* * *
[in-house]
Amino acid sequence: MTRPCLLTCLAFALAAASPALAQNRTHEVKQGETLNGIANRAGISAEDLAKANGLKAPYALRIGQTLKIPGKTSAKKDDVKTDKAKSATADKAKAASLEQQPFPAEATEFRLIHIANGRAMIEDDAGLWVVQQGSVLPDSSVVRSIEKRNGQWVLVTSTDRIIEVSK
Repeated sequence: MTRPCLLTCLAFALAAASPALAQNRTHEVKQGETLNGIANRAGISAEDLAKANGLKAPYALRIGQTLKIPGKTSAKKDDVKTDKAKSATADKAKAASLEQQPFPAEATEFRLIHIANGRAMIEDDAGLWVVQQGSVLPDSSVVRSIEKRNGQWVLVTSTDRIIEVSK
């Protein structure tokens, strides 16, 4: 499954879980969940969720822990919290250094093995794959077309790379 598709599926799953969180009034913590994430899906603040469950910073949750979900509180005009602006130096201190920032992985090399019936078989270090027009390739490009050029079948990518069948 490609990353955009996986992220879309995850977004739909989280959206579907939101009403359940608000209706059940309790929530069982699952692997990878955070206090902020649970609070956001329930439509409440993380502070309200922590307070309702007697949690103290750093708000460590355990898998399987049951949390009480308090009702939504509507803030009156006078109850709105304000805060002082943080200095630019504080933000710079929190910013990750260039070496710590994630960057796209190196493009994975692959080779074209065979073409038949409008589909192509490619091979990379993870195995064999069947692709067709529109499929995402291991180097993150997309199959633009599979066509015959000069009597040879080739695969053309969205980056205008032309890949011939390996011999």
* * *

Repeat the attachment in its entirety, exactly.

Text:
[in-house]
Amino acid sequence: MTRPCLLTCLAFALAAASPALAQNRTHEVKQGETLNGIANRAGISAEDLAKANGLKAPYALRIGQTLKIPGKTSAKKDDVKTDKAKSATADKAKAASLEQQPFPAEATEFRLIHIANGRAMIEDDAGLWVVQQGSVLPDSSVVRSIEKRNGQWVLVTSTDRIIEVSK
Repeated sequence: MTRPCLLTCLAFALAAASPALAQNRTHEVKQGETLNGIANRAGISAEDLAKANGLKAPYALRIGQTLKIPGKTSAKKDDVKTDKAKSATADKAKAASLEQQPFPAEATEFRLIHIANGRAMIEDDAGLWVVQQGSVLPDSSVVRSIEKRNGQWVLVTSTDRIIEVSK
């Protein structure tokens, strides 16, 4: 499954879980969940969720822990919290250094093995794959077309790379 598709599926799953969180009034913590994430899906603040469950910073949750979900509180005009602006130096201190920032992985090399019936078989270090027009390739490009050029079948990518069948 490609990353955009996986992220879309995850977004739909989280959206579907939101009403359940608000209706059940309790929530069982699952692997990878955070206090902020649970609070956001329930439509409440993380502070309200922590307070309702007697949690103290750093708000460590355990898998399987049951949390009480308090009702939504509507803030009156006078109850709105304000805060002082943080200095630019504080933000710079929190910013990750260039070496710590994630960057796209190196493009994975692959080779074209065979073409038949409008589909192509490619091979990379993870195995064999069947692709067709529109499929995402291991180097993150997309199959633009599979066509015959000069009597040879080739695969053309969205980056205008032309890949011939390996011999």